THE Georgia peanut company at the center of one of our nation’s worst food-contamination scares has officially reached a revolting new low: a recent inspection by the Food and Drug Administration discovered that the salmonella-tainted plant was also home to mold and roaches.
You may be grossed out, but insects and mold in our food are not new. The F.D.A. actually condones a certain percentage of “natural contaminants” in our food supply — meaning, among other things, bugs, mold, rodent hairs and maggots.
In its (falsely) reassuringly subtitled booklet “The Food Defect Action Levels: Levels of Natural or Unavoidable Defects in Foods That Present No Health Hazards for Humans,” the F.D.A.’s Center for Food Safety and Applied Nutrition establishes acceptable levels of such “defects” for a range of foods products, from allspice to peanut butter.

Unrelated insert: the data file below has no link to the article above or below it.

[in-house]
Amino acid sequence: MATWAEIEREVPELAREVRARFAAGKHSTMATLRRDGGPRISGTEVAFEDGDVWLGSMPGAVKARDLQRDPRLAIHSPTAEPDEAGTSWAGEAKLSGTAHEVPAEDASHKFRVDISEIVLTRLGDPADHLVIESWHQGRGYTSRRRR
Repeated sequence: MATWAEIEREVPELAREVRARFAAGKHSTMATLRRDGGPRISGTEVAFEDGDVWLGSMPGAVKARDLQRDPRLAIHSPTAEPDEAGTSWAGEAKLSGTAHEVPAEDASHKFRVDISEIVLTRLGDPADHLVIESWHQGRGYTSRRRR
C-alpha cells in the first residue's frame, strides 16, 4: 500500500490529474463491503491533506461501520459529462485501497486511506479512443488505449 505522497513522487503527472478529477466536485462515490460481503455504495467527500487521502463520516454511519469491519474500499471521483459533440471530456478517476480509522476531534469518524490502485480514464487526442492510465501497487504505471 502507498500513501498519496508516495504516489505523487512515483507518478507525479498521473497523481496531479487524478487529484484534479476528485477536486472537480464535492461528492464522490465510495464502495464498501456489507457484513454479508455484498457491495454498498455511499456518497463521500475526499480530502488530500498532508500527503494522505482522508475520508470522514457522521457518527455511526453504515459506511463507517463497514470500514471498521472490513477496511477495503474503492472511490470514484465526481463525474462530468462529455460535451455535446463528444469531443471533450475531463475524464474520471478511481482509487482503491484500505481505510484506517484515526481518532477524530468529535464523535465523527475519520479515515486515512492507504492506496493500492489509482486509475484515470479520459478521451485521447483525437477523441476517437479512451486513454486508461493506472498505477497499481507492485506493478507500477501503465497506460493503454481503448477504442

Among the booklet’s list of allowable defects are “insect filth,” “rodent filth” (both hair and excreta pellets), “mold,” “insects,” “mammalian excreta,” “rot,” “insects and larvae” (which is to say, maggots), “insects and mites,” “insects and insect eggs,” “drosophila fly,” “sand and grit,” “parasites,” “mildew” and “foreign matter” (which includes “objectionable” items like “sticks, stones, burlap bagging, cigarette butts, etc.”).
Sunday, February 15, 2009
E. J. Levy, in his New York Times oped, The Maggots in Your Mushrooms, places the contaminated peanut butter outbreak in perspective by bringing attention to what the Food and Drug Administration considers an acceptable level of contamination: